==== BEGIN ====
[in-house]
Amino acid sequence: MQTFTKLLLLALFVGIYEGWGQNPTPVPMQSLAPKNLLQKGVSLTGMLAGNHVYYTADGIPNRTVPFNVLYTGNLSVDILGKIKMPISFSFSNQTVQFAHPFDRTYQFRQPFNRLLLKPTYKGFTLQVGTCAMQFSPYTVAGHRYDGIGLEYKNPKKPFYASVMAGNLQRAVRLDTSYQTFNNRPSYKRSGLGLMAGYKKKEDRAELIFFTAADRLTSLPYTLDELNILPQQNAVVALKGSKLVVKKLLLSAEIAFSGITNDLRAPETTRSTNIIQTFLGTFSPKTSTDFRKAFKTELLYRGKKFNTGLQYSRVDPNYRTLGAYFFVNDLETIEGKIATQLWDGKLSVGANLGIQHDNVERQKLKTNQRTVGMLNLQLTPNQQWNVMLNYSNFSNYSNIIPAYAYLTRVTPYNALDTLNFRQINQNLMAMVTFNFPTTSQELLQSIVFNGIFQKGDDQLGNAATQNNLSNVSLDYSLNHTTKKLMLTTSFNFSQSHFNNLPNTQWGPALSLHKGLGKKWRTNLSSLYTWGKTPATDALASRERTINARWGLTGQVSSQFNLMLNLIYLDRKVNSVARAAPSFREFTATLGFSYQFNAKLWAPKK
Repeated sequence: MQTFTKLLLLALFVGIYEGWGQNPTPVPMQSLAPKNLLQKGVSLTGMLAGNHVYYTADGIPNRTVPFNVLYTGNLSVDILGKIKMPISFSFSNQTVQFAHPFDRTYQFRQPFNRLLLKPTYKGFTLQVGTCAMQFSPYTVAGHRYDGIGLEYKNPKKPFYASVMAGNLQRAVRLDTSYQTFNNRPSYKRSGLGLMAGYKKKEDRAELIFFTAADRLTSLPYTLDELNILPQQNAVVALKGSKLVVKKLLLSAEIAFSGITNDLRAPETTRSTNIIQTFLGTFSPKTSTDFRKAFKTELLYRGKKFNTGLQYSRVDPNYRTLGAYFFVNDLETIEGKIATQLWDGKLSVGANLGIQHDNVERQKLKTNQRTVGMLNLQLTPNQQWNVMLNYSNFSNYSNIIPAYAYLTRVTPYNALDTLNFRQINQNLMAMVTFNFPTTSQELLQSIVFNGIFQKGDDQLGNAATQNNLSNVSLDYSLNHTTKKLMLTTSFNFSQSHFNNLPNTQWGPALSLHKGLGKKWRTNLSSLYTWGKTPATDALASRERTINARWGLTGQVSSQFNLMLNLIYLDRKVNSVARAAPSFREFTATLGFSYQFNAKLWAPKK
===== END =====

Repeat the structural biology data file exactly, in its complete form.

[in-house]
Amino acid sequence: MQTFTKLLLLALFVGIYEGWGQNPTPVPMQSLAPKNLLQKGVSLTGMLAGNHVYYTADGIPNRTVPFNVLYTGNLSVDILGKIKMPISFSFSNQTVQFAHPFDRTYQFRQPFNRLLLKPTYKGFTLQVGTCAMQFSPYTVAGHRYDGIGLEYKNPKKPFYASVMAGNLQRAVRLDTSYQTFNNRPSYKRSGLGLMAGYKKKEDRAELIFFTAADRLTSLPYTLDELNILPQQNAVVALKGSKLVVKKLLLSAEIAFSGITNDLRAPETTRSTNIIQTFLGTFSPKTSTDFRKAFKTELLYRGKKFNTGLQYSRVDPNYRTLGAYFFVNDLETIEGKIATQLWDGKLSVGANLGIQHDNVERQKLKTNQRTVGMLNLQLTPNQQWNVMLNYSNFSNYSNIIPAYAYLTRVTPYNALDTLNFRQINQNLMAMVTFNFPTTSQELLQSIVFNGIFQKGDDQLGNAATQNNLSNVSLDYSLNHTTKKLMLTTSFNFSQSHFNNLPNTQWGPALSLHKGLGKKWRTNLSSLYTWGKTPATDALASRERTINARWGLTGQVSSQFNLMLNLIYLDRKVNSVARAAPSFREFTATLGFSYQFNAKLWAPKK
Repeated sequence: MQTFTKLLLLALFVGIYEGWGQNPTPVPMQSLAPKNLLQKGVSLTGMLAGNHVYYTADGIPNRTVPFNVLYTGNLSVDILGKIKMPISFSFSNQTVQFAHPFDRTYQFRQPFNRLLLKPTYKGFTLQVGTCAMQFSPYTVAGHRYDGIGLEYKNPKKPFYASVMAGNLQRAVRLDTSYQTFNNRPSYKRSGLGLMAGYKKKEDRAELIFFTAADRLTSLPYTLDELNILPQQNAVVALKGSKLVVKKLLLSAEIAFSGITNDLRAPETTRSTNIIQTFLGTFSPKTSTDFRKAFKTELLYRGKKFNTGLQYSRVDPNYRTLGAYFFVNDLETIEGKIATQLWDGKLSVGANLGIQHDNVERQKLKTNQRTVGMLNLQLTPNQQWNVMLNYSNFSNYSNIIPAYAYLTRVTPYNALDTLNFRQINQNLMAMVTFNFPTTSQELLQSIVFNGIFQKGDDQLGNAATQNNLSNVSLDYSLNHTTKKLMLTTSFNFSQSHFNNLPNTQWGPALSLHKGLGKKWRTNLSSLYTWGKTPATDALASRERTINARWGLTGQVSSQFNLMLNLIYLDRKVNSVARAAPSFREFTATLGFSYQFNAKLWAPKK